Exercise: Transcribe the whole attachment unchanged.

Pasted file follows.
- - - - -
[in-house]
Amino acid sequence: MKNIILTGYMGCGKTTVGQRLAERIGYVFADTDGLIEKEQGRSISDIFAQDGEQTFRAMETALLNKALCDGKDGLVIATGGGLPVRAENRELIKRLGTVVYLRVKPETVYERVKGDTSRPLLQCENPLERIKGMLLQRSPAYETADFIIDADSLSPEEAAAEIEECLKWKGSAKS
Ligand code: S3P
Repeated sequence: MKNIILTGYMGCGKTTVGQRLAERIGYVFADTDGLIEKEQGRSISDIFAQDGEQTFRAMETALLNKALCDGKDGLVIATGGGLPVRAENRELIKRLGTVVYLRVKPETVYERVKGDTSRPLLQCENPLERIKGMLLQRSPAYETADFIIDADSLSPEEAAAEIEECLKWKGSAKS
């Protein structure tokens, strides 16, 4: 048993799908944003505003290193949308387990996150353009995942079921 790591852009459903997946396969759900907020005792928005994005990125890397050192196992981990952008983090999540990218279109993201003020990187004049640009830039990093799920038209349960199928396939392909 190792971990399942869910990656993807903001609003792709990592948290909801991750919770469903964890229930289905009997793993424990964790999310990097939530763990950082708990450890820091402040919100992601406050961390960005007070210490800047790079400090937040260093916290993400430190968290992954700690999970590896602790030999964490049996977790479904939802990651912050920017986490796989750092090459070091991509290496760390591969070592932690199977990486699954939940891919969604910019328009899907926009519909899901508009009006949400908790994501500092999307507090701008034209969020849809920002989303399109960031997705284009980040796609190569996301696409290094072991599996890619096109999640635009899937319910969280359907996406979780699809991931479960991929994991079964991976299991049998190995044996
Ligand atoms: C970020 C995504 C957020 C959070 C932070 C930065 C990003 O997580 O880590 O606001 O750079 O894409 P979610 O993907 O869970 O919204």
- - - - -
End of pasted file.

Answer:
[in-house]
Amino acid sequence: MKNIILTGYMGCGKTTVGQRLAERIGYVFADTDGLIEKEQGRSISDIFAQDGEQTFRAMETALLNKALCDGKDGLVIATGGGLPVRAENRELIKRLGTVVYLRVKPETVYERVKGDTSRPLLQCENPLERIKGMLLQRSPAYETADFIIDADSLSPEEAAAEIEECLKWKGSAKS
Ligand code: S3P
Repeated sequence: MKNIILTGYMGCGKTTVGQRLAERIGYVFADTDGLIEKEQGRSISDIFAQDGEQTFRAMETALLNKALCDGKDGLVIATGGGLPVRAENRELIKRLGTVVYLRVKPETVYERVKGDTSRPLLQCENPLERIKGMLLQRSPAYETADFIIDADSLSPEEAAAEIEECLKWKGSAKS
């Protein structure tokens, strides 16, 4: 048993799908944003505003290193949308387990996150353009995942079921 790591852009459903997946396969759900907020005792928005994005990125890397050192196992981990952008983090999540990218279109993201003020990187004049640009830039990093799920038209349960199928396939392909 190792971990399942869910990656993807903001609003792709990592948290909801991750919770469903964890229930289905009997793993424990964790999310990097939530763990950082708990450890820091402040919100992601406050961390960005007070210490800047790079400090937040260093916290993400430190968290992954700690999970590896602790030999964490049996977790479904939802990651912050920017986490796989750092090459070091991509290496760390591969070592932690199977990486699954939940891919969604910019328009899907926009519909899901508009009006949400908790994501500092999307507090701008034209969020849809920002989303399109960031997705284009980040796609190569996301696409290094072991599996890619096109999640635009899937319910969280359907996406979780699809991931479960991929994991079964991976299991049998190995044996
Ligand atoms: C970020 C995504 C957020 C959070 C932070 C930065 C990003 O997580 O880590 O606001 O750079 O894409 P979610 O993907 O869970 O919204």